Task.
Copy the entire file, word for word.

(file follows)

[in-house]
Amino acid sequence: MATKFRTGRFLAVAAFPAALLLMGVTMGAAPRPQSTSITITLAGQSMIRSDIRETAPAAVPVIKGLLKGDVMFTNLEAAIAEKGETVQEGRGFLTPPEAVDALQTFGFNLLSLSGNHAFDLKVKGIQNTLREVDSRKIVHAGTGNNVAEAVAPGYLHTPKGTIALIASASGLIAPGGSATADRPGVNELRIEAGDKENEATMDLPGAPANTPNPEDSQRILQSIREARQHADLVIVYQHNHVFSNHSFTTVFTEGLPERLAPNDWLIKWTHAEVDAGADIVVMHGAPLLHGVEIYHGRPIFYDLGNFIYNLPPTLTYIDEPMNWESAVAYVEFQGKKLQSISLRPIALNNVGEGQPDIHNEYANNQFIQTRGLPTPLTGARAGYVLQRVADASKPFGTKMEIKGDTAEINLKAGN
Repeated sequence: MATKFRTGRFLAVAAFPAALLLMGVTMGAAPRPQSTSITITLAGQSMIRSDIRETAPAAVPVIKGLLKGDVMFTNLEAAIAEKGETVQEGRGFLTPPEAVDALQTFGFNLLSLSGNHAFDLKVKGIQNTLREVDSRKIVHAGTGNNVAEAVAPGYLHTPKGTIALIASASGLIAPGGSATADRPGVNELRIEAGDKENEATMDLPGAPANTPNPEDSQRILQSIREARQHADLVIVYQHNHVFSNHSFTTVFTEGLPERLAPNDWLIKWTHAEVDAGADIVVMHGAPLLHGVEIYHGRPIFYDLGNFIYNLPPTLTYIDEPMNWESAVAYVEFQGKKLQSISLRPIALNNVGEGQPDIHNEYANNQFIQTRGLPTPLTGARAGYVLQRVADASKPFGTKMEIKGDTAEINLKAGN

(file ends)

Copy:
[in-house]
Amino acid sequence: MATKFRTGRFLAVAAFPAALLLMGVTMGAAPRPQSTSITITLAGQSMIRSDIRETAPAAVPVIKGLLKGDVMFTNLEAAIAEKGETVQEGRGFLTPPEAVDALQTFGFNLLSLSGNHAFDLKVKGIQNTLREVDSRKIVHAGTGNNVAEAVAPGYLHTPKGTIALIASASGLIAPGGSATADRPGVNELRIEAGDKENEATMDLPGAPANTPNPEDSQRILQSIREARQHADLVIVYQHNHVFSNHSFTTVFTEGLPERLAPNDWLIKWTHAEVDAGADIVVMHGAPLLHGVEIYHGRPIFYDLGNFIYNLPPTLTYIDEPMNWESAVAYVEFQGKKLQSISLRPIALNNVGEGQPDIHNEYANNQFIQTRGLPTPLTGARAGYVLQRVADASKPFGTKMEIKGDTAEINLKAGN
Repeated sequence: MATKFRTGRFLAVAAFPAALLLMGVTMGAAPRPQSTSITITLAGQSMIRSDIRETAPAAVPVIKGLLKGDVMFTNLEAAIAEKGETVQEGRGFLTPPEAVDALQTFGFNLLSLSGNHAFDLKVKGIQNTLREVDSRKIVHAGTGNNVAEAVAPGYLHTPKGTIALIASASGLIAPGGSATADRPGVNELRIEAGDKENEATMDLPGAPANTPNPEDSQRILQSIREARQHADLVIVYQHNHVFSNHSFTTVFTEGLPERLAPNDWLIKWTHAEVDAGADIVVMHGAPLLHGVEIYHGRPIFYDLGNFIYNLPPTLTYIDEPMNWESAVAYVEFQGKKLQSISLRPIALNNVGEGQPDIHNEYANNQFIQTRGLPTPLTGARAGYVLQRVADASKPFGTKMEIKGDTAEINLKAGN